Imagine you are SCUBA diving on the coast of Hawaii. You are exploring the floor of the ocean. You step on a rock. It starts to move. You think you imagined that the rock moved. You become frightened and wonder what is under your feet. Suddenly, the rock starts swimming away. You figure out that it is a sea turtle. When you come out of the water, you ask someone if they know of any websites on sea turtles. They suggested this one.
A hawksbill turtle is a small to a medium sized turtle. Hawksbill turtles can grow in length up to 30 to 36 inches. They can weigh from 100-200 pounds. The biggest sea turtle is the leatherback turtle. It can reach 6 feet in length and weigh 1,500 pounds.
A hawksbill’s shell is usually the color brown, with dark and light spots and streaks. The pattern on a hawksbill shell is not always the same on each turtle. The brown spots on the turtle’s shell are usually in blotches or spots. The scales on a hawksbill shell overlap each other when they are young. When hawksbill turtles become older, they no longer overlap each other.
Hawksbill turtles have a beak shaped head. Their head is what gave the hawksbill turtle its name. The beak helps the turtle catch its prey that is found in small cracks and crannies of the ocean.
Hawksbill sea turtles are omnivores. That means they eat both meat and plants. Hawksbills eat sponges, jellyfish, sea urchins, mollusks, crustaceans, tunicates, shrimps, and squids. Hawksbill turtles will also feed on dead marine animals, grasses, other plants from the bottom of the ocean, and grass beds at different parts of the ocean.
Hawksbill turtles are one of the only turtles that eat sponges. Hawksbill turtles sometimes will eat toxic sponges. The hawksbill is not poisoned, but it stores the toxin in its flesh. When the flesh of the sea turtle is eaten, the predator that ate it could die from food poisoning.
Reproduction and life of a sea turtle
Hawksbill hatchlings are usually 1 to 2 inches long. That is about as big as a crayon. When hawksbills are hatchlings, they are a dark to light brown color. Hawksbill turtles reach to about 10 inches long, and then start to travel to coastal waters from their nest. As the turtles grow, they move into deeper and deeper waters.
A mother sea turtle does not care for her hatchlings. She leaves them in the nest to go into the world by themselves. This is not a good thing because the unprotected eggs could be stolen by humans or may become eaten by predators.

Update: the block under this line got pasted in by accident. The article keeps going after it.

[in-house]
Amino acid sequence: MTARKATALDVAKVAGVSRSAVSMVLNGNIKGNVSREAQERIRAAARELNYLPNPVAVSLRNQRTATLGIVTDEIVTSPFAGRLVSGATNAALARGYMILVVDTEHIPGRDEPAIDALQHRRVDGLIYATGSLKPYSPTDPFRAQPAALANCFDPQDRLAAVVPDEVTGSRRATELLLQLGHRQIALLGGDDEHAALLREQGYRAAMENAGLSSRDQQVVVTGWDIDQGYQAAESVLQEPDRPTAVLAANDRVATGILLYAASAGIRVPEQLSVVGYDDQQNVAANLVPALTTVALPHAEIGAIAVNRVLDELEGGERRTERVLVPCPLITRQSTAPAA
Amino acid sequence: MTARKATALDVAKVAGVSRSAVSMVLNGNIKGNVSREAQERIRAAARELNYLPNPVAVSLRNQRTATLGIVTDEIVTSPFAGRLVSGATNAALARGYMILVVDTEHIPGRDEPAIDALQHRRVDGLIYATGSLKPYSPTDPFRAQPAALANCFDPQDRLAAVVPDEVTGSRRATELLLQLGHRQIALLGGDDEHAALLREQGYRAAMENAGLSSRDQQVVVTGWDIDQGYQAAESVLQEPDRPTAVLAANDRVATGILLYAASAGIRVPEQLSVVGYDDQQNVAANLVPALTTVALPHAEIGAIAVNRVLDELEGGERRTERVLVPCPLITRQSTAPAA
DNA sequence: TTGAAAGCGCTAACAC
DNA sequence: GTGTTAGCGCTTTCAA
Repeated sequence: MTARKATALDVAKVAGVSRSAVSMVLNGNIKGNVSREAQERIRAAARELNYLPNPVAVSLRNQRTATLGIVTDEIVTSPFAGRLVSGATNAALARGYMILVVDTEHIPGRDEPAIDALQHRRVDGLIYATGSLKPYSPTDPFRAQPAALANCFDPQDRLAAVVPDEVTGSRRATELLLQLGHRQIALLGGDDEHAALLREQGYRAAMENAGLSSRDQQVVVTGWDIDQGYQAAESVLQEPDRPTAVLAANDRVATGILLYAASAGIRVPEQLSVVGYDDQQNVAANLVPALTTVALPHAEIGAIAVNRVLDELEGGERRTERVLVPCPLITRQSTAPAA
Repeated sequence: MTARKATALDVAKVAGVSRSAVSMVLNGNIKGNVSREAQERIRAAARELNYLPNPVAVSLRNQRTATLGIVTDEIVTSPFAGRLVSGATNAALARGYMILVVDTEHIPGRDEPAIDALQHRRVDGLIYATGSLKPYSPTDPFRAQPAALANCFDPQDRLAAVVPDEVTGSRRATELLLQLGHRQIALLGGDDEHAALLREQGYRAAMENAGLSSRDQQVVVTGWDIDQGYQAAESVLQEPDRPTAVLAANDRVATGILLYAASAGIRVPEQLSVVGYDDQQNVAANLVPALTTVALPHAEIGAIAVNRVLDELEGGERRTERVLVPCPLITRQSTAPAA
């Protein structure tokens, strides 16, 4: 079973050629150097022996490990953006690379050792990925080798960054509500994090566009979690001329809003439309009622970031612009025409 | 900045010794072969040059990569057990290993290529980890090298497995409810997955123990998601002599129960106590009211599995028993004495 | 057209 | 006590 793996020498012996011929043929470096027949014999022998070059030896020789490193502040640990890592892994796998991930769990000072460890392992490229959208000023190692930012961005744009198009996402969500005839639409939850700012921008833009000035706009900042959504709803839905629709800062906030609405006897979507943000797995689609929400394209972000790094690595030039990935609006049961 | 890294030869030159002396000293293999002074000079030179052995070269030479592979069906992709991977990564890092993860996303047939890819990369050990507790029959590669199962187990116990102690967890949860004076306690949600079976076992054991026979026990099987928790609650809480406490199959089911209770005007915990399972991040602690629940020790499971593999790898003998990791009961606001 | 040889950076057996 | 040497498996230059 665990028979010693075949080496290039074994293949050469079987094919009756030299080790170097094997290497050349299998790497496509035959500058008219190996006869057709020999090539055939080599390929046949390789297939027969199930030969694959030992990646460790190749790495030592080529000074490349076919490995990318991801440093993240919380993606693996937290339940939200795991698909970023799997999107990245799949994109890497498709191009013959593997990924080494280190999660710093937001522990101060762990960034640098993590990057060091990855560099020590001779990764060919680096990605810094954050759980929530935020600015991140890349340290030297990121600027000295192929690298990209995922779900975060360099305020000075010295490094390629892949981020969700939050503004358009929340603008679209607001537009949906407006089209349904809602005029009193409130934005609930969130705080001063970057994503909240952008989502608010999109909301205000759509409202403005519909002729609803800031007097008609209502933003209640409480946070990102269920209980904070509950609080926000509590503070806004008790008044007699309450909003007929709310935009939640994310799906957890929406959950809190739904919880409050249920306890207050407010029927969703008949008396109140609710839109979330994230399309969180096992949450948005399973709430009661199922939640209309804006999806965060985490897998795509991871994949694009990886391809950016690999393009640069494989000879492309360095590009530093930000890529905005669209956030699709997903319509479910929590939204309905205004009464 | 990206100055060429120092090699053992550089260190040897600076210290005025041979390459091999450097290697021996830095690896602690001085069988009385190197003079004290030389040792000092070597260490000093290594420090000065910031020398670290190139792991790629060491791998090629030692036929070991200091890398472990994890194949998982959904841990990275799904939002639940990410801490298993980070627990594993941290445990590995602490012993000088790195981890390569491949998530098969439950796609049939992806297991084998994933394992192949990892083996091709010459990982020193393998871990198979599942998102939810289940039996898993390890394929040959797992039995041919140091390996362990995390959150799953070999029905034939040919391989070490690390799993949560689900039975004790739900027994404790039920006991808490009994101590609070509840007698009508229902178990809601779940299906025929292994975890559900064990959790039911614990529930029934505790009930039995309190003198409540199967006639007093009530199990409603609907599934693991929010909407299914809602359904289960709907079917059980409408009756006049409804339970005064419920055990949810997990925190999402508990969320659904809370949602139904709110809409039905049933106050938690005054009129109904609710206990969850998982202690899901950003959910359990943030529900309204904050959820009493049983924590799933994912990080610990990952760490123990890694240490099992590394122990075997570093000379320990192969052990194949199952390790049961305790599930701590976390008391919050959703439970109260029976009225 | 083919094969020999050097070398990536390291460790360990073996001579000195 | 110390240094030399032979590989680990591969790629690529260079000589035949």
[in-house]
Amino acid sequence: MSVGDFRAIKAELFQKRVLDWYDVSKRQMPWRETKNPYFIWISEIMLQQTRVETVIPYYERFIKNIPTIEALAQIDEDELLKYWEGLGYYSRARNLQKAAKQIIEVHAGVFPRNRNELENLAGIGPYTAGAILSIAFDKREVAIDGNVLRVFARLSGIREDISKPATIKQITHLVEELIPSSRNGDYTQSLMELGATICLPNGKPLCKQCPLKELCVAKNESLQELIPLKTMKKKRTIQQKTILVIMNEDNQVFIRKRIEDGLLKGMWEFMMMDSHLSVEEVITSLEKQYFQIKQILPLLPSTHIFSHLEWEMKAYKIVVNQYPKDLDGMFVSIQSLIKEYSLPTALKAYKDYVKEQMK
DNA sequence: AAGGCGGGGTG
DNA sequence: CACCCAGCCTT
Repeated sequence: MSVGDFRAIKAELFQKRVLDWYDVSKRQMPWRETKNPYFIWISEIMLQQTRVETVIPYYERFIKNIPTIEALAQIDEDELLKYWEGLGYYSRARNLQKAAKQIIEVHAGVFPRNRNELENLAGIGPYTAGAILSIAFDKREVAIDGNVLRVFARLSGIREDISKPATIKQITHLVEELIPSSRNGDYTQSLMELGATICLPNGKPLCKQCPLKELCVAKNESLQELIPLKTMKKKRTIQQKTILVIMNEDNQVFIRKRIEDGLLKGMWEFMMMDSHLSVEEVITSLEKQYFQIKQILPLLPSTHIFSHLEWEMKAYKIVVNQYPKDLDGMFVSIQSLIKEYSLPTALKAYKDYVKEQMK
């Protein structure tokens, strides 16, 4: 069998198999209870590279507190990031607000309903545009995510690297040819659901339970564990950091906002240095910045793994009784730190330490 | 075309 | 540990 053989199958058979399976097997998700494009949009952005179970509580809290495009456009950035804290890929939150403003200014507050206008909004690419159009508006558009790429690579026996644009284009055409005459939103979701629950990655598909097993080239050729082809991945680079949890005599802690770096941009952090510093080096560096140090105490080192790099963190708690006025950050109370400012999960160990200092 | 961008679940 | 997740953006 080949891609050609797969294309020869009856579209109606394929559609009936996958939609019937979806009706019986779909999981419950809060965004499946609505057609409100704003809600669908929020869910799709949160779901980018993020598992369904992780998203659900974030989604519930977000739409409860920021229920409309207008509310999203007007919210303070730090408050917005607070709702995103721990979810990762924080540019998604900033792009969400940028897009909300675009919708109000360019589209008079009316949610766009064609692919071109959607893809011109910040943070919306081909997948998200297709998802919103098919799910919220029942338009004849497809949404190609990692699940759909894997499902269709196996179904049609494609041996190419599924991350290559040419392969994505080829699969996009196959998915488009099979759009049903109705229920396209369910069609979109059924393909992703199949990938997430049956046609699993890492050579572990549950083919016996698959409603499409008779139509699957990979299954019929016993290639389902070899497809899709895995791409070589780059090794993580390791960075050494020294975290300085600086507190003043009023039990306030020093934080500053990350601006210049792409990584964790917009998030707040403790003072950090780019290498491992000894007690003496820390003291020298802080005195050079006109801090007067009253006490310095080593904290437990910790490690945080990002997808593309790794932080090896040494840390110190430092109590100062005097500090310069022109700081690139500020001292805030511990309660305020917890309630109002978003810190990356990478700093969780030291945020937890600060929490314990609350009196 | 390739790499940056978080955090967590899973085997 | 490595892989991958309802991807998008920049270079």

The hawksbill turtle’s nesting season is from May to October. Hawksbills that nest on the islands of the eastern Caribbean lay eggs in about five different nests for each season. Females nest in small deserted beaches. During this time, they will lay about 130 eggs. Females only nest for about 2 to 3 years.
Humans have been the greatest threat to sea turtles. Humans have killed many hawksbills mainly for their highly priced tortoise shell. Hawksbill turtles almost became extinct because of people killing hawksbill turtles for their shells. To help this problem, the United States has put hawksbill turtles on the endangered species list. In addition, Hawaii is protecting hawksbill sea turtles under state law.
Another cause for the hawksbill population to decline are new building structures that are destroying hawksbill nesting areas. Other things that decrease the population are beach development, shoreline and dune erosion, vehicle traffic on shore, fishing, and reef damaging activities. The greatest predators to sea turtles, other than humans, are sharks.
How we can help sea turtles
There are many different ways we can help sea turtles.
Artificial lights could interrupt hatchlings’ journey to the sea. Hatchling sea turtles making their journey at night are very attracted to light along the beach. The sea turtles will move toward the light and away from their nesting area. Hatchlings fail to make their way to the sea and could be attacked by predators, become exhausted, or hit by a car from a nearby parking lot. To prevent this problem always remember to turn off your lights on the beach.
If these suggestions are followed, this will greatly help sea turtle populations increase.
When you are finished researching sea turtles, you go SCUBA diving in the same spot you saw the sea turtle. This time there is not a sea turtle. Instead, there is a strange looking creature with a hard shell. You find out later it is a (Find out in my next report!)
Ripple, Jeff. Sea Turtles. Silverwater, Minnesota: Voyager Press, 1996.
Pacific Whale Foundation. Hawksbill Sea Turtle. http://www.pacificwhale.org/childrens/fshawksbill.html Last visited: February 21, 2002.
Texas Park and Wildlife. Atlantic Hawksbill Sea Turtle. http://www.tpwd.state.tx.us/nature/endang/animals/hawkturt.htm Last visited: February 21, 2002.
Marine Turtle Protection Trust Fund. How You Can Help the Sea Turtles.http://www.fpl.com/environment/endangered/contents/ how_you_can_help_the_sea_turtle.shtml. Last visited: February 21, 2002.